Both of my parents wander. Dad, who is a fall risk, would head down two flights of steps and out the back door while Mom would go screaming in a state of melt down out of the front door to go home. A staff of people could not keep up with them both and is the reason for the recent move... along with others. It is the wandering that bothered me in your narrative. In 24 hours Mom slipped away from us several times. It's especially difficult when your attention is diverted to the other parent. I do hope you have an alarm system in place to warn you of potential "escape".

I do commend you for what you are trying to do but I also know that the lack of sleep, frustrations, emotional drain, and sheer exhaustion will get to you. You will wear down and the job will escalate. So think long and hard about your decision to tackle two full time jobs at once.

It is ok to get help. Whether that might be in home or facility help. Sometimes knowing when you can't do it all is better than your best effort to do it all. Mom and Dad are not completely happy where they are but they are better off. A trained caring staff of fresh faces every 8 hours and an army of auxillary staff can and will do a better job than just "ME". I have figured out that I cannot do what dozens of people can accomplish. It was such a relief to take off my tissue paper super woman cape. With the acceptance that I couldn't do it all came a new found realization that I could, with help, do what was best for Mom and Dad.

Just food for thought In the mean time I wish you well in your endevors. I wish for you the patience and understanding to deal with your Dad. Yep you want to kick his patootie but you have to remember that he is doing the best he can. When you do lose your patience, remember, you are also doing the best you can. I will keep you, your Mom, and your Dad in my thoughts and prayers!!

Love, deb

I just called the locked unit and my Mom and Dad did ok during the first night of their new placement. Mom says she "doesn't fit in with these people" because there is "nothing wrong with her" but so far so good

 
Old 04-07-2009, 09:15 AM   #6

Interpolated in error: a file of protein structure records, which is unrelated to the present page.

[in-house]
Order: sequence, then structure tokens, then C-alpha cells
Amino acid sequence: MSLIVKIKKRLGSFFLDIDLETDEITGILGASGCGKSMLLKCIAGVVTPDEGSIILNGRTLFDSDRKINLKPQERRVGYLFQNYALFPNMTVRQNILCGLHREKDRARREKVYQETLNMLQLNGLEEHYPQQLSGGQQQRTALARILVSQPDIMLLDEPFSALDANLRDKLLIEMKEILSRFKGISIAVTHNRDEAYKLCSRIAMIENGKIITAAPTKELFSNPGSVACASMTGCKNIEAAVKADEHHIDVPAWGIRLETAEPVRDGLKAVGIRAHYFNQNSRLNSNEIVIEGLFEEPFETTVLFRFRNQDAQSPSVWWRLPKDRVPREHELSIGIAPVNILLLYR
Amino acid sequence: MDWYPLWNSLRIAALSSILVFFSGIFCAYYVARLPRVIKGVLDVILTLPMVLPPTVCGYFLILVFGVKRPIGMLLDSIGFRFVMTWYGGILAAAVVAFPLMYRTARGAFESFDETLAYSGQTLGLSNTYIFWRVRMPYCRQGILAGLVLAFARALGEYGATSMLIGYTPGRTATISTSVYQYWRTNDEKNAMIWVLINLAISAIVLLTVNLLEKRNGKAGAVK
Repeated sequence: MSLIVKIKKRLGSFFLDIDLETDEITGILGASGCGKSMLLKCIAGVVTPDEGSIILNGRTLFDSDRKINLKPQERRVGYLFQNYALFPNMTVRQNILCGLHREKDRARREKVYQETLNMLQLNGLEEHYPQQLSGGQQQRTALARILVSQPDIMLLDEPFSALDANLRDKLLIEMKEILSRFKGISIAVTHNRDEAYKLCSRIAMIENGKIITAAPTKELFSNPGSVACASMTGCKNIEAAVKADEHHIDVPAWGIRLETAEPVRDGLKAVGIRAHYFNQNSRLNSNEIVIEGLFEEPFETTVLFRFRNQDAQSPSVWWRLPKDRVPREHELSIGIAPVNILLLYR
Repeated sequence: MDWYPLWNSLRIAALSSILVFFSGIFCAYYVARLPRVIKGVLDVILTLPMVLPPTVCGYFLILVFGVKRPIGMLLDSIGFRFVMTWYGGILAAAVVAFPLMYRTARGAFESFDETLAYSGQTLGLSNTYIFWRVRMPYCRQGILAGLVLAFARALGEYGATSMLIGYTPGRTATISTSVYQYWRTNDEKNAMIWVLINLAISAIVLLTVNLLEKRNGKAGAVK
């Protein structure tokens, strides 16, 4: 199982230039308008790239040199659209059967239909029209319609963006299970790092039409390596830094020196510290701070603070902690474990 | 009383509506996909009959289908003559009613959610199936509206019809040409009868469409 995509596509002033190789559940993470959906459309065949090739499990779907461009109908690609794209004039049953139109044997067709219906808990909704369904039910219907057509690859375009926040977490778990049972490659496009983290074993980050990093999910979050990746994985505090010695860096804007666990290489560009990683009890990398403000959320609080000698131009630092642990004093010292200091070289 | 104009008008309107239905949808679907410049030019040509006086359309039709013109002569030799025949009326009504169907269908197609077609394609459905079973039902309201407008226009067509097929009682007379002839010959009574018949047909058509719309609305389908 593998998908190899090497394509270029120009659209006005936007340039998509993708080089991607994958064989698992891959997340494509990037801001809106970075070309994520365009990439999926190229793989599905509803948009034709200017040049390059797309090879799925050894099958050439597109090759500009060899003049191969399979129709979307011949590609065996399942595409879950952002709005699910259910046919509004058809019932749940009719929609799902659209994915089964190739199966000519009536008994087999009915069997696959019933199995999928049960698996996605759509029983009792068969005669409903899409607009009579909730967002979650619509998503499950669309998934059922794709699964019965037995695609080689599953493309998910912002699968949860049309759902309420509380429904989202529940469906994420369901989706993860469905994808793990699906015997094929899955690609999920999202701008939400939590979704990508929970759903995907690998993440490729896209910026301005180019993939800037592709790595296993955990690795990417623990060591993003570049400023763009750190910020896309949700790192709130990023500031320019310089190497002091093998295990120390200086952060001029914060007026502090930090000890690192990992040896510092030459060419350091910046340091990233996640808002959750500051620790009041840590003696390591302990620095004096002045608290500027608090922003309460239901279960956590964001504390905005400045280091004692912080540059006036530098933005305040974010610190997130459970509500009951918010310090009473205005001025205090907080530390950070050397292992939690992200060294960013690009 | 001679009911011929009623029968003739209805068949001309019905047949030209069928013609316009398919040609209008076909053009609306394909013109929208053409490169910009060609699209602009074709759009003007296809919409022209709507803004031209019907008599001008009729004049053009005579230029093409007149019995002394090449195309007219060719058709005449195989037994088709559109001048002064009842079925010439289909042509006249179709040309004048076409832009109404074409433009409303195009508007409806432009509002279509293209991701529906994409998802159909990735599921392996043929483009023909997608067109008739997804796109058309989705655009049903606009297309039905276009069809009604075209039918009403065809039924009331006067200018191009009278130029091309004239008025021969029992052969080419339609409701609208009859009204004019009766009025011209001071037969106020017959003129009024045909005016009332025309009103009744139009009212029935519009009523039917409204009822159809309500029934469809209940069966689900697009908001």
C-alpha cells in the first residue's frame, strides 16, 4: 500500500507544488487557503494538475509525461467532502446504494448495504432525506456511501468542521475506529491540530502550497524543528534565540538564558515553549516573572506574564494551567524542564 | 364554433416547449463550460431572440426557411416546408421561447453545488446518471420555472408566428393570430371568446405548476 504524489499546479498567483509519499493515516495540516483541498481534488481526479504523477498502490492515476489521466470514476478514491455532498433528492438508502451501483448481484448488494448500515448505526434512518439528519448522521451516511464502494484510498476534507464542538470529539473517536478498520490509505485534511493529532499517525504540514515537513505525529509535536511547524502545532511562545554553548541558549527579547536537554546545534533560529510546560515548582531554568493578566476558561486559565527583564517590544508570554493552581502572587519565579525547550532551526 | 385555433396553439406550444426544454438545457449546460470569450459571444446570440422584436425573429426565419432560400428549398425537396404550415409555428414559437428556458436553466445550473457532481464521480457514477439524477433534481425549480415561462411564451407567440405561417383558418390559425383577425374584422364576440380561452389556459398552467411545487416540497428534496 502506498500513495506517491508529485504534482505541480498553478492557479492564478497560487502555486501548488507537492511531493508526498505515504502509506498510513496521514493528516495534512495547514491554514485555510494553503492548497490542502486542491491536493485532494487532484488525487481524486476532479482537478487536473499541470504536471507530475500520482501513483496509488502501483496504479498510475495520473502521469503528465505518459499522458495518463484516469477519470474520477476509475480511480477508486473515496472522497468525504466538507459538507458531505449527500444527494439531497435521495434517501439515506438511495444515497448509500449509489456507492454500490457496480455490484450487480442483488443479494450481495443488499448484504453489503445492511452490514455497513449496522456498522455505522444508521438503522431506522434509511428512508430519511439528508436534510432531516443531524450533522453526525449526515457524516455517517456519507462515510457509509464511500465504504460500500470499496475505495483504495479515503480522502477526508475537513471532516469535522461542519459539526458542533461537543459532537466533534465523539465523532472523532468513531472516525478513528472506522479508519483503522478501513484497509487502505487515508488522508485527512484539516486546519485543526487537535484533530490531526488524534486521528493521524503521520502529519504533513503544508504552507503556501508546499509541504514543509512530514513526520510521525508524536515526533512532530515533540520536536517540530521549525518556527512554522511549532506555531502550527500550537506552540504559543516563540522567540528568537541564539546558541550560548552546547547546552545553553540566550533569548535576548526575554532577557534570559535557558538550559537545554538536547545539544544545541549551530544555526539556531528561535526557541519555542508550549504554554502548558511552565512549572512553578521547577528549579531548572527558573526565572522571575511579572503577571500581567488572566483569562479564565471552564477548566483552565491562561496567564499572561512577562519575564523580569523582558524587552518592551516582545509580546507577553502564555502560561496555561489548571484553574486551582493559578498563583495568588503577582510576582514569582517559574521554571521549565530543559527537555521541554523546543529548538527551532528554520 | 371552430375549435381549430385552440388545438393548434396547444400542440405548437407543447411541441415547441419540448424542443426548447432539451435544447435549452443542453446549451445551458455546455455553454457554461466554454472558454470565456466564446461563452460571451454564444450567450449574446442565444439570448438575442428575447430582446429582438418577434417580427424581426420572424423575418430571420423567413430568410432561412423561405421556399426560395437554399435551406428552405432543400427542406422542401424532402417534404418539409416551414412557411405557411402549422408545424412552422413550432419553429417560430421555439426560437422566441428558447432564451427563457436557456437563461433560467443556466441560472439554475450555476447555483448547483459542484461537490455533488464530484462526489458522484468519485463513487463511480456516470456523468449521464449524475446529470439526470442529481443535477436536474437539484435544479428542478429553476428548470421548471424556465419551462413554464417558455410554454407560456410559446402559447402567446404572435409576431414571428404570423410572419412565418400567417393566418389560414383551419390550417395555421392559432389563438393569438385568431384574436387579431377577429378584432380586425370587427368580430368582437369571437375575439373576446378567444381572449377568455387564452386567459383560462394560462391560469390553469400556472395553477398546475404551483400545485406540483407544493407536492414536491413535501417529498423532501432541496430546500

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Re: Sometimes I feel like a walking zombie caring for my parents

Janaye,

It's a tough road that you're on, to say the least.One thing that you need to make sure of is that you have both durable and medical Power of Attorney for both your mother and father, along with having access to bank accounts for both of them. This needs to be done now so that if anything else happens, you will be able to have access to their medical accounts and their financial accounts without any issues. It's something that you wouldn't normally think about, but definately needed... Of course if you have it, great!

You needed worry about your feelings. We have have them also. My mother passed away one year ago from this wretched disease. My father died 5 weeks earlier from a AAA, but he also had dementia. I have lived through this and it isn't pleasant. It's hard to keep caring for someone who has forgotten who you are, forgotten how to love you and to say I love you. Forgotten all the good times that you used to have, all the joy they used to bring into your life...yup, it's tough...and it isn't going to get any easier, in fact, it's going to get worse. And that doesn't bring any joy into your life at all either!

 
Old 04-07-2009, 01:44 PM   #7
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Re: Sometimes I feel like a walking zombie caring for my parents

My Mom's NH did all those things. She (and any other residents) never stank. They were bathed daily or more if needed, sheets changed daily or more. Hair was done, nails polished, spray cologne sprayed on. The nurses aides were wonderful. They loved Mom and she loved them.